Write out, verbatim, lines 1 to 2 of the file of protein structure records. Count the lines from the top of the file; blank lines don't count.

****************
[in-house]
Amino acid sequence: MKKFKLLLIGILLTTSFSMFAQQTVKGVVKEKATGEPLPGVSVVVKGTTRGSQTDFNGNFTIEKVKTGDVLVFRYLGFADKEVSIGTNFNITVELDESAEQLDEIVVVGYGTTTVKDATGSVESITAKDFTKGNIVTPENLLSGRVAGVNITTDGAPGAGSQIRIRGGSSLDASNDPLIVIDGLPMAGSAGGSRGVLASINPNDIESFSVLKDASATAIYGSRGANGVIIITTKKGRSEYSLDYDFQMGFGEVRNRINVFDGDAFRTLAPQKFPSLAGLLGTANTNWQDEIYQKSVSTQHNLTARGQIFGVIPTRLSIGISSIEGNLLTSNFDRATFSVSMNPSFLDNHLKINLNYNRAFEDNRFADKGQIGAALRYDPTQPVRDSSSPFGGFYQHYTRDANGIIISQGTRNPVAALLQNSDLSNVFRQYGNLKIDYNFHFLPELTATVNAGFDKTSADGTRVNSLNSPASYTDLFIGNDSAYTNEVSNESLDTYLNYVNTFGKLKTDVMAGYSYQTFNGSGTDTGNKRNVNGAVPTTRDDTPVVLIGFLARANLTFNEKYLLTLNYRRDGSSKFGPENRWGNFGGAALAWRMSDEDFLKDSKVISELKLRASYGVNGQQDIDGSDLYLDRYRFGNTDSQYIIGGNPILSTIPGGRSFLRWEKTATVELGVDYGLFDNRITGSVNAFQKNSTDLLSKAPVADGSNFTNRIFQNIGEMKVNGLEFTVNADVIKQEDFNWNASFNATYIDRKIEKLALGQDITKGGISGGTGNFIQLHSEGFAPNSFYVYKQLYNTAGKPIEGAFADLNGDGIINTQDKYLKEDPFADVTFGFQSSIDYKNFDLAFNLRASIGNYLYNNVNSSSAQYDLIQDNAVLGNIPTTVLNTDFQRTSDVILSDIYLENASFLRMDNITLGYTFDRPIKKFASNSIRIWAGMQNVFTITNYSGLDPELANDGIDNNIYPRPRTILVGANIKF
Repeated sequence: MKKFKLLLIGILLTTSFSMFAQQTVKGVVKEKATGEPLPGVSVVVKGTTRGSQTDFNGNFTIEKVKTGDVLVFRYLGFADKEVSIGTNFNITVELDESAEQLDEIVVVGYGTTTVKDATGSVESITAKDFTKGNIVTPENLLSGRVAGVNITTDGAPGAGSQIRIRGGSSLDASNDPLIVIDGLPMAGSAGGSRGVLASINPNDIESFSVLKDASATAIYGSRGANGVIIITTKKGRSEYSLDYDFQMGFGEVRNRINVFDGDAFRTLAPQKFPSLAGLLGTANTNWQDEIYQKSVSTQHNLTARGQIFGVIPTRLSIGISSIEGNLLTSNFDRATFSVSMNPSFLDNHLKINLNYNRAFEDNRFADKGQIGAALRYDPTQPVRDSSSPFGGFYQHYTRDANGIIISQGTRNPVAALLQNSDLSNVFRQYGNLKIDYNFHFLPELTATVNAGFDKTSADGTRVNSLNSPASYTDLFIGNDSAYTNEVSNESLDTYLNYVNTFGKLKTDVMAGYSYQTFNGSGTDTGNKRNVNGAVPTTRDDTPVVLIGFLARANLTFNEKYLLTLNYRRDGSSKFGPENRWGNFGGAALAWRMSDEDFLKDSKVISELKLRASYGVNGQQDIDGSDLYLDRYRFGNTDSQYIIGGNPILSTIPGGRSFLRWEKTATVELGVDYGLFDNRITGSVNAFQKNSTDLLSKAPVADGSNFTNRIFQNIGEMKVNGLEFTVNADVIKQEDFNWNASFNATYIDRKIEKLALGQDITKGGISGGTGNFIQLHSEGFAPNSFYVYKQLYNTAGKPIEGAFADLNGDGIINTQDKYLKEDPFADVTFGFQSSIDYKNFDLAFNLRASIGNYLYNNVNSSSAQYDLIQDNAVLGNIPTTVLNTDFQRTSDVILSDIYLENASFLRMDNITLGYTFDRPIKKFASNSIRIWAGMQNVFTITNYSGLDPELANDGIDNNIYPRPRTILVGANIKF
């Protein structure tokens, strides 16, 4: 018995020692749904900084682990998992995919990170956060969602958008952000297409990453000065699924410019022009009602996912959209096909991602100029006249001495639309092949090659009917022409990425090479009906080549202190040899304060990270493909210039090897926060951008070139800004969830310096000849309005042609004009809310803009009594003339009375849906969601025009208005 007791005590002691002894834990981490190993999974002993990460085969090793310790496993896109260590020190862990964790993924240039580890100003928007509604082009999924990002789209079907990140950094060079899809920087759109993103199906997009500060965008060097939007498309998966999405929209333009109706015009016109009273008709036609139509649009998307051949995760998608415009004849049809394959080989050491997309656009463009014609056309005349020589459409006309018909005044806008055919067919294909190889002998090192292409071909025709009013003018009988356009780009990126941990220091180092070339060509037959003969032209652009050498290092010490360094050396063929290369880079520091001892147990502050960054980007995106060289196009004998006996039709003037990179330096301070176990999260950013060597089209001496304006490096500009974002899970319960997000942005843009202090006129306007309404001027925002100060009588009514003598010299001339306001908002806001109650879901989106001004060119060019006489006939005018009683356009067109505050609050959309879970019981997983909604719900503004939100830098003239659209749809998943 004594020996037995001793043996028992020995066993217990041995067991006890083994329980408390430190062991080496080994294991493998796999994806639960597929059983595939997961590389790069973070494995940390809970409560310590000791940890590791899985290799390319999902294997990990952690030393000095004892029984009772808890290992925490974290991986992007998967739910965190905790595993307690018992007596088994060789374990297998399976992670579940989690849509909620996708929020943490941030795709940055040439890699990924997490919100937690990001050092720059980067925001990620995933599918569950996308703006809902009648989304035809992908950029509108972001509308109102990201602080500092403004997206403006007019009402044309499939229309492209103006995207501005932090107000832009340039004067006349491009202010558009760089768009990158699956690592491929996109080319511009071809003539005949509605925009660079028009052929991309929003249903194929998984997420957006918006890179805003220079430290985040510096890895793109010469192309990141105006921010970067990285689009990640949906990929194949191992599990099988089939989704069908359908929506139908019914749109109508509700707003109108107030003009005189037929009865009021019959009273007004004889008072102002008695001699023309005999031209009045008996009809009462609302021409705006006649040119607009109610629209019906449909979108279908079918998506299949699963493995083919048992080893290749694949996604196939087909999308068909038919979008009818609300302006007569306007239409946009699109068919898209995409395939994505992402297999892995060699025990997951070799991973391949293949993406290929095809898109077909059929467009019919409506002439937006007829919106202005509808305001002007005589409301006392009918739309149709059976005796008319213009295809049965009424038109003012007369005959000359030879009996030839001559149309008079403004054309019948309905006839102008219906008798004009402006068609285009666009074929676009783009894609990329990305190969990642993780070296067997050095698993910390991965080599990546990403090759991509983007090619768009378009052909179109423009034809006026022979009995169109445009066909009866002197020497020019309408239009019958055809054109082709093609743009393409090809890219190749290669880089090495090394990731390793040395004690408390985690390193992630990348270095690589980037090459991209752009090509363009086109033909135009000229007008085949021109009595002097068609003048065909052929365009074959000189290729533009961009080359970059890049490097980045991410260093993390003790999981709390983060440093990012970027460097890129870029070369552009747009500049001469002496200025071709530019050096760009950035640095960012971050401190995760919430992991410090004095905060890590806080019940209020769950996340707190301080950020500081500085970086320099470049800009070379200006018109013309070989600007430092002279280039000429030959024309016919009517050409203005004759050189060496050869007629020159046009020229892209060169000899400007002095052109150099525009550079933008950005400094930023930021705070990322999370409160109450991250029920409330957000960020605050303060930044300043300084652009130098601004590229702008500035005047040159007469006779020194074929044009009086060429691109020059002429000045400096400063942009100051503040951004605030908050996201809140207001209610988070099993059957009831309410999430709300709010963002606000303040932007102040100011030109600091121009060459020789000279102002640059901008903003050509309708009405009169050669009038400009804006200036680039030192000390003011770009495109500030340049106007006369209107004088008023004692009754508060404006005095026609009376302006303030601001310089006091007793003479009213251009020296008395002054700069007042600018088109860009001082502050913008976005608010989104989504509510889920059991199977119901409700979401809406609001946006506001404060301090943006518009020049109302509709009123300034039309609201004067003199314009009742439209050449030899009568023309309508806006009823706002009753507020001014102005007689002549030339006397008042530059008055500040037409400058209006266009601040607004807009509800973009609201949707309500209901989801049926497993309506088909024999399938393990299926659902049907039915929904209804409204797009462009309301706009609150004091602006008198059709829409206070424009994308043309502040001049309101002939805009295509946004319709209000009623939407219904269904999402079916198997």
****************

[in-house]
Amino acid sequence: MKKFKLLLIGILLTTSFSMFAQQTVKGVVKEKATGEPLPGVSVVVKGTTRGSQTDFNGNFTIEKVKTGDVLVFRYLGFADKEVSIGTNFNITVELDESAEQLDEIVVVGYGTTTVKDATGSVESITAKDFTKGNIVTPENLLSGRVAGVNITTDGAPGAGSQIRIRGGSSLDASNDPLIVIDGLPMAGSAGGSRGVLASINPNDIESFSVLKDASATAIYGSRGANGVIIITTKKGRSEYSLDYDFQMGFGEVRNRINVFDGDAFRTLAPQKFPSLAGLLGTANTNWQDEIYQKSVSTQHNLTARGQIFGVIPTRLSIGISSIEGNLLTSNFDRATFSVSMNPSFLDNHLKINLNYNRAFEDNRFADKGQIGAALRYDPTQPVRDSSSPFGGFYQHYTRDANGIIISQGTRNPVAALLQNSDLSNVFRQYGNLKIDYNFHFLPELTATVNAGFDKTSADGTRVNSLNSPASYTDLFIGNDSAYTNEVSNESLDTYLNYVNTFGKLKTDVMAGYSYQTFNGSGTDTGNKRNVNGAVPTTRDDTPVVLIGFLARANLTFNEKYLLTLNYRRDGSSKFGPENRWGNFGGAALAWRMSDEDFLKDSKVISELKLRASYGVNGQQDIDGSDLYLDRYRFGNTDSQYIIGGNPILSTIPGGRSFLRWEKTATVELGVDYGLFDNRITGSVNAFQKNSTDLLSKAPVADGSNFTNRIFQNIGEMKVNGLEFTVNADVIKQEDFNWNASFNATYIDRKIEKLALGQDITKGGISGGTGNFIQLHSEGFAPNSFYVYKQLYNTAGKPIEGAFADLNGDGIINTQDKYLKEDPFADVTFGFQSSIDYKNFDLAFNLRASIGNYLYNNVNSSSAQYDLIQDNAVLGNIPTTVLNTDFQRTSDVILSDIYLENASFLRMDNITLGYTFDRPIKKFASNSIRIWAGMQNVFTITNYSGLDPELANDGIDNNIYPRPRTILVGANIKF